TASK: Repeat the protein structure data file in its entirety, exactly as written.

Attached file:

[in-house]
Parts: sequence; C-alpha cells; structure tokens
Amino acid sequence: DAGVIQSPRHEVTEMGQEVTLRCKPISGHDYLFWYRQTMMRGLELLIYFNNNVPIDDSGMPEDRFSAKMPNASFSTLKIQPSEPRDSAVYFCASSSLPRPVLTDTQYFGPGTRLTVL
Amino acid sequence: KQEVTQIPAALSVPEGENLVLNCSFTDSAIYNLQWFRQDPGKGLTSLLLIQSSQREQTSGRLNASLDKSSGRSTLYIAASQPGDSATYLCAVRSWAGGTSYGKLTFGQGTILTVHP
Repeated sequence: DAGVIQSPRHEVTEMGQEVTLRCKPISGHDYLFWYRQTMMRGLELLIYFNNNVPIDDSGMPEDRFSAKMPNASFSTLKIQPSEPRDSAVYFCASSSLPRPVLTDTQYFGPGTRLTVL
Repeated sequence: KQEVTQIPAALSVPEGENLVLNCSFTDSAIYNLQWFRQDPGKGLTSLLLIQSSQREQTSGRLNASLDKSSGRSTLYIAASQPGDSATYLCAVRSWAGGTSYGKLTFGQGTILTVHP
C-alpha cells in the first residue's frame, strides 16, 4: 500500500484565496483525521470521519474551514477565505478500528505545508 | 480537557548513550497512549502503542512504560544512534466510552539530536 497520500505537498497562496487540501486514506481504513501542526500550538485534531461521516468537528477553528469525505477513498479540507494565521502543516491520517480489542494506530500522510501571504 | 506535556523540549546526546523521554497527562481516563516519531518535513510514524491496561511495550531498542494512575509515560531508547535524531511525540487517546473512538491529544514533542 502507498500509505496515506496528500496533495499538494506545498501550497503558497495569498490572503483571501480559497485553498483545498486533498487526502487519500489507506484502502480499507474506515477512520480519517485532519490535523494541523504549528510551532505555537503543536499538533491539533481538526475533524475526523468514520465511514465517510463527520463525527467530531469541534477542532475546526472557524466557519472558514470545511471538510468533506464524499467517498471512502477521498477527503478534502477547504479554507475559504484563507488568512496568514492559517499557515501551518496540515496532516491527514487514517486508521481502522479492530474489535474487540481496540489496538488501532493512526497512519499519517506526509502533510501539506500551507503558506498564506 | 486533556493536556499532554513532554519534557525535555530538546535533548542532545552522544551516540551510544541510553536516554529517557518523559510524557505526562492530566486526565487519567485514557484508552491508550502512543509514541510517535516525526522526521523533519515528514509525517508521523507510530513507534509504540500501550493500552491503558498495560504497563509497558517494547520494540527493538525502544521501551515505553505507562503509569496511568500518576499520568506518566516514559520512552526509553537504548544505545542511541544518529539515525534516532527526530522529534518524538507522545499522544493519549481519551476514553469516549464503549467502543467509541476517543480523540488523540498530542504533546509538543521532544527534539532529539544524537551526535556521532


[in-house]
Parts: sequence; C-alpha cells; structure tokens
Amino acid sequence: DAGVIQSPRHEVTEMGQEVTLRCKPISGHDYLFWYRQTMMRGLELLIYFNNNVPIDDSGMPEDRFSAKMPNASFSTLKIQPSEPRDSAVYFCASSSLPRPVLTDTQYFGPGTRLTVL
Amino acid sequence: KQEVTQIPAALSVPEGENLVLNCSFTDSAIYNLQWFRQDPGKGLTSLLLIQSSQREQTSGRLNASLDKSSGRSTLYIAASQPGDSATYLCAVRSWAGGTSYGKLTFGQGTILTVHP
Repeated sequence: DAGVIQSPRHEVTEMGQEVTLRCKPISGHDYLFWYRQTMMRGLELLIYFNNNVPIDDSGMPEDRFSAKMPNASFSTLKIQPSEPRDSAVYFCASSSLPRPVLTDTQYFGPGTRLTVL
Repeated sequence: KQEVTQIPAALSVPEGENLVLNCSFTDSAIYNLQWFRQDPGKGLTSLLLIQSSQREQTSGRLNASLDKSSGRSTLYIAASQPGDSATYLCAVRSWAGGTSYGKLTFGQGTILTVHP
C-alpha cells in the first residue's frame, strides 16, 4: 500500500484565496483525521470521519474551514477565505478500528505545508 | 480537557548513550497512549502503542512504560544512534466510552539530536 497520500505537498497562496487540501486514506481504513501542526500550538485534531461521516468537528477553528469525505477513498479540507494565521502543516491520517480489542494506530500522510501571504 | 506535556523540549546526546523521554497527562481516563516519531518535513510514524491496561511495550531498542494512575509515560531508547535524531511525540487517546473512538491529544514533542 502507498500509505496515506496528500496533495499538494506545498501550497503558497495569498490572503483571501480559497485553498483545498486533498487526502487519500489507506484502502480499507474506515477512520480519517485532519490535523494541523504549528510551532505555537503543536499538533491539533481538526475533524475526523468514520465511514465517510463527520463525527467530531469541534477542532475546526472557524466557519472558514470545511471538510468533506464524499467517498471512502477521498477527503478534502477547504479554507475559504484563507488568512496568514492559517499557515501551518496540515496532516491527514487514517486508521481502522479492530474489535474487540481496540489496538488501532493512526497512519499519517506526509502533510501539506500551507503558506498564506 | 486533556493536556499532554513532554519534557525535555530538546535533548542532545552522544551516540551510544541510553536516554529517557518523559510524557505526562492530566486526565487519567485514557484508552491508550502512543509514541510517535516525526522526521523533519515528514509525517508521523507510530513507534509504540500501550493500552491503558498495560504497563509497558517494547520494540527493538525502544521501551515505553505507562503509569496511568500518576499520568506518566516514559520512552526509553537504548544505545542511541544518529539515525534516532527526530522529534518524538507522545499522544493519549481519551476514553469516549464503549467502543467509541476517543480523540488523540498530542504533546509538543521532544527534539532529539544524537551526535556521532